It’s hard to not think of Esther Dyson on a day that recognizes women in Science and Technology. I’m not the first to write about her for Ada Lovelace day, but I hope to reveal a side of Esther that will serve to inspire women everywhere.
I first met Esther in 1989, I believe. I was working for CMP (Now TechWeb/UBM) on Long Island, and my boss asked me if I wanted to join him at a lunch date with her. “Absolutely!” I said. There was no equivalent back then to Esther (and probably hasn’t been since.) She was a bona fide tech icon. Even then. Without Twitter and Facebook, even.
What I found most curious about our lunch was, in addition to sharing morsels of wisdom, she took the time to speak to me personally, in earnest. She told me to check out a few women in technology organizations and offered to introduce me to some contacts that shared some of my interests. I never forgot that meeting. (I’m sure she did.) What was memorable was her kindness and instinctive generosity, in addition to her intelligence and confidence.
Over the years, I kept in touch with Esther mostly as a reporter/researcher. She never hesitated to return an email or give me a quote.
In 1998, when I decided to launch a business, I reached out to Esther to become what I cleverly described as an “e-Advisor.” Essentially, my pitch was that I would only contact her if it was absolutely necessary, and all she’d have to do is return an email with her thoughts. I still have the original email I sent her. It’s a little over-the-top, but to her credit, she not only agreed to be an “e-Advisor,” she agreed to meet me in her office in New York to review my business plan.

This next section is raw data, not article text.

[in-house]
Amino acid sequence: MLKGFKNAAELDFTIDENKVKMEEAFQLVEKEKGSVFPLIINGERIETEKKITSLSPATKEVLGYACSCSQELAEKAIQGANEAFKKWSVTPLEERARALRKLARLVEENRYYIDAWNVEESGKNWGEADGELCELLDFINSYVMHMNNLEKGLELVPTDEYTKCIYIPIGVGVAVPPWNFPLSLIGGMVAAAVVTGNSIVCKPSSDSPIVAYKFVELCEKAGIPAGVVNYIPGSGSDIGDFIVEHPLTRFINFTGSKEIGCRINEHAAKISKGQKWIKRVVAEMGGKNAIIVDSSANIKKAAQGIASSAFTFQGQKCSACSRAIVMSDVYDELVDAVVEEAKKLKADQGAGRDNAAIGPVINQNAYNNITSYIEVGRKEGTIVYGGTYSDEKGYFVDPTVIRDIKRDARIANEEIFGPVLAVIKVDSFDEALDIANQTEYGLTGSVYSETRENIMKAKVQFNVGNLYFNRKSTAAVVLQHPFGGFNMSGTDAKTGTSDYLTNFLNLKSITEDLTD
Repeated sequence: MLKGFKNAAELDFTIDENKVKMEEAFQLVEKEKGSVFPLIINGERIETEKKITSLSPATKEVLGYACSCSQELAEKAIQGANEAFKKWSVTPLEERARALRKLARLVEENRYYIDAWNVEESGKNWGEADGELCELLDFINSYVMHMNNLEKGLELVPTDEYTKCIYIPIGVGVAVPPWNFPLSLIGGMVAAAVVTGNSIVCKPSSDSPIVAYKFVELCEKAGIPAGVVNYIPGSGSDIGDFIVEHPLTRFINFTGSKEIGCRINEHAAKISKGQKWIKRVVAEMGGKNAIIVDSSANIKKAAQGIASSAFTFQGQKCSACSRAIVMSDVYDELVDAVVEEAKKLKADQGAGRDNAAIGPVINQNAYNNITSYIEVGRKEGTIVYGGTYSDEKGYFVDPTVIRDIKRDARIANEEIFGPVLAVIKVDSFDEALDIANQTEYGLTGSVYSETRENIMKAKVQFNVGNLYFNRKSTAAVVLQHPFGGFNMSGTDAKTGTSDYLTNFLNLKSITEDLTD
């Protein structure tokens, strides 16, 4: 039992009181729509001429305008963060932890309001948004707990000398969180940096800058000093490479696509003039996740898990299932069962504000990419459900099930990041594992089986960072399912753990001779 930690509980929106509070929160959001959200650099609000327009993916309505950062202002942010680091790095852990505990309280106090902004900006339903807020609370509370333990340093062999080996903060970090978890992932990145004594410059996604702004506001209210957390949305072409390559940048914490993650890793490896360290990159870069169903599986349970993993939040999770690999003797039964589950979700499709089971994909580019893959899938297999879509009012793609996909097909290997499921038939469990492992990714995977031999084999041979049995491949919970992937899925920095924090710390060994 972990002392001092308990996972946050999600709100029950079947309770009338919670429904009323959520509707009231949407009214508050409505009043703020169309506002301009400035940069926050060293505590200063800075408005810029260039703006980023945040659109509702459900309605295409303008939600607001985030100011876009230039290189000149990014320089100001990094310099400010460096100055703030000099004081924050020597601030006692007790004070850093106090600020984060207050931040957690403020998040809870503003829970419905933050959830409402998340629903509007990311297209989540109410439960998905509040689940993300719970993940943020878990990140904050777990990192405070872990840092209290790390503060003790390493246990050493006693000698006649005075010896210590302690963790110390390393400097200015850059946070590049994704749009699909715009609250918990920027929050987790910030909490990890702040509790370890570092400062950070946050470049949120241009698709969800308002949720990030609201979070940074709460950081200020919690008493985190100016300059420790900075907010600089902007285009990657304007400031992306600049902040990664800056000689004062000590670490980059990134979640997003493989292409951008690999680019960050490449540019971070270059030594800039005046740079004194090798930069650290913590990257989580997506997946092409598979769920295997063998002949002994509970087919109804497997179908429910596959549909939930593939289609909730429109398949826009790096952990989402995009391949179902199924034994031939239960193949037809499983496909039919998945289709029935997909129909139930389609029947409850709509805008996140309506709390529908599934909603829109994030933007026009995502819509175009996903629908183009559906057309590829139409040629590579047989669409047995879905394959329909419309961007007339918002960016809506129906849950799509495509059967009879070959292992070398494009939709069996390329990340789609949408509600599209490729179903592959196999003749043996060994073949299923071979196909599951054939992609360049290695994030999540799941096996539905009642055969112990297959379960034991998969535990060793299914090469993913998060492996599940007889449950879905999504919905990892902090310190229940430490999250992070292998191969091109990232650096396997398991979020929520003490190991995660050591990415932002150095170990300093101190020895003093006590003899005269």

Long story shorter, over the years, Esther has always (always) been there when I’ve reached out. I most of the time can’t believe it. Her advice has saved me from some pretty dumb amateur mistakes, and her insight has opened my eyes to considerations I never would have recognized on my own. I once sent her a Van Morrison CD because I felt I needed to do something to thank her for all her support and help. It wasn’t much, but I couldn’t really think of anything she could possibly need, so I sent her something I liked.
The lesson in this story for women everywhere– and all professionals young and old– you’re never too famous or too special to show a kindness to a stranger. Share what you’ve learned over the years with someone who’s still learning. Just this week, Esther has been helping me sort out a business opportunity. Once again, I begged her to let me do something for her. To this she responded:
For this reason, in addition to being a brilliant technology and science icon (who happens to be a woman), I celebrate Esther for being just a really great human being. May we all (attempt to) emulate her.